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Canada Post Cracks Down on Nunavut Loophole to Get Free Amazon Prime Shipping

May 12, 2024 8:56 AM | The Canadian Press


By Kelly Geraldine Malone, The Canadian Press

Amazon Box

Boxes on a conveyor belt during a tour of the Amazon fulfillment centre in Aurora, Colo., on May 3, 2018. (THE CANADIAN PRESS/AP, David Zalubowski)

Amanda Eecherk is worried her grocery bills will skyrocket after Canada Post closed a loophole that people across Nunavut were using to stock their pantries with items shipped for free through Amazon Prime.

A can of tomatoes costs $10 in Rankin Inlet, says the 42-year-old mother.

But with a slight change to her postal code when purchasing through Amazon, Eecherk could get almost 10 cans sent to the hamlet on the northwestern side of Hudson Bay for the same cost.

“Amazon provided the relief that we needed,” she said.

Amazon’s paid subscription service provides free delivery for online shopping across Canada except for remote locations, the company said in an email. While customers in Iqaluit qualify for the offer, all other communities in Nunavut are excluded.

The vast territory has some of the highest food costs and rates of food insecurity in Canada. Data released by Statistics Canada in 2020 indicates 57 per cent of households in the territory experienced food insecurity in 2017-18.

A March 2018 food price survey in the territory found Nunavummiut in general paid more than twice as much as Ottawa shoppers would have.

Eecherk said inflation has worsened the issue. A cucumber that would have cost $2.79 in Rankin Inlet a few years ago now sells for $5.99.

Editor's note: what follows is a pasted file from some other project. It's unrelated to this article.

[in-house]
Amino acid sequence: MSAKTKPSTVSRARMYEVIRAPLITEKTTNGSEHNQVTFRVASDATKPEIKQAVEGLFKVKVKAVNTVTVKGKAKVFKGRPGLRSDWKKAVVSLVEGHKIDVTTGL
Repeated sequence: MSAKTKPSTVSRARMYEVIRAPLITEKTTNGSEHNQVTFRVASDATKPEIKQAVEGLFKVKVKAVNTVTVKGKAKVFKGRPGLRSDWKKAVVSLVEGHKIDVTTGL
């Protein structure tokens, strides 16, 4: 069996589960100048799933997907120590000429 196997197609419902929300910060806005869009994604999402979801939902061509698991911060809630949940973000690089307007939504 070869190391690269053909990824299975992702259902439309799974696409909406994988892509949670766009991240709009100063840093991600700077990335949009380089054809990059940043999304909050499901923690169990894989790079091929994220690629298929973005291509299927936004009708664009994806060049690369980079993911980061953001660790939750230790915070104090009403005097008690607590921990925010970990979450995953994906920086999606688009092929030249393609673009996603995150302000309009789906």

She said she was able to save money on groceries by using the simple postal code scheme.

In the Amazon checkout section, she said she put all the correct information but changed the local postal code of X0C 0G0 to a fake one — X0C 0G1. Amazon Prime marked it as free and it was delivered to the Rankin Inlet post office.

“Saving that money, then you knew you had money in the bank account for the gas … not luxury items, but fresh produce,” Eecherk said.

The loophole was closed after Canada Post ramped up enforcement of its long-standing policy to return items with wrong addresses in Nunavut.

The mail service said items with incorrect addresses require additional processing, most often done by hand.

“When considerable numbers of parcels arrive with the incorrect address, working to determine where each one is supposed to go means more time trying to sort through the pile and less time serving customers,” Lisa Liu with Canada Post media relations said in an email.

It slows down the entire system for everyone, Liu said.

Canada Post has been facing financial difficulties. The Crown corporation’s annual report showed a $748-million loss before tax last year and gave a dire warning of its future if changes aren’t made.

Shipping charges through Canada Post are either paid by the user or by an online retailer that decides how much to pass on to customers.

Nunavummiut aren’t asking for free shipping, Eecherk said, just reasonable prices.

She went on Amazon this week to see how much $100 of groceries would end up costing on the site. The result was an additional $167 in shipping fees.

Krista Matthews has started an online petition calling for Amazon Prime to extend its free shipping services to the all communities in the North.

The mental health and crisis response co-ordinator for Cambridge Bay, a hamlet on Victoria Island, said access to affordable goods shouldn’t be limited by geography. People she works with have been using the postal code loophole to survive, she said.

Amazon did not respond to questions on the petition or the possibility of expanding free shipping to the North.

Matthews said she wished someone from the corporation would travel to the region to see why reasonable shipping costs are crucial.

“I wish we could just show them the realities of the North, so they could maybe find some kind of heart,” she said.

“I don’t know if there’s any heart in business.”

CP - The Canadian Press


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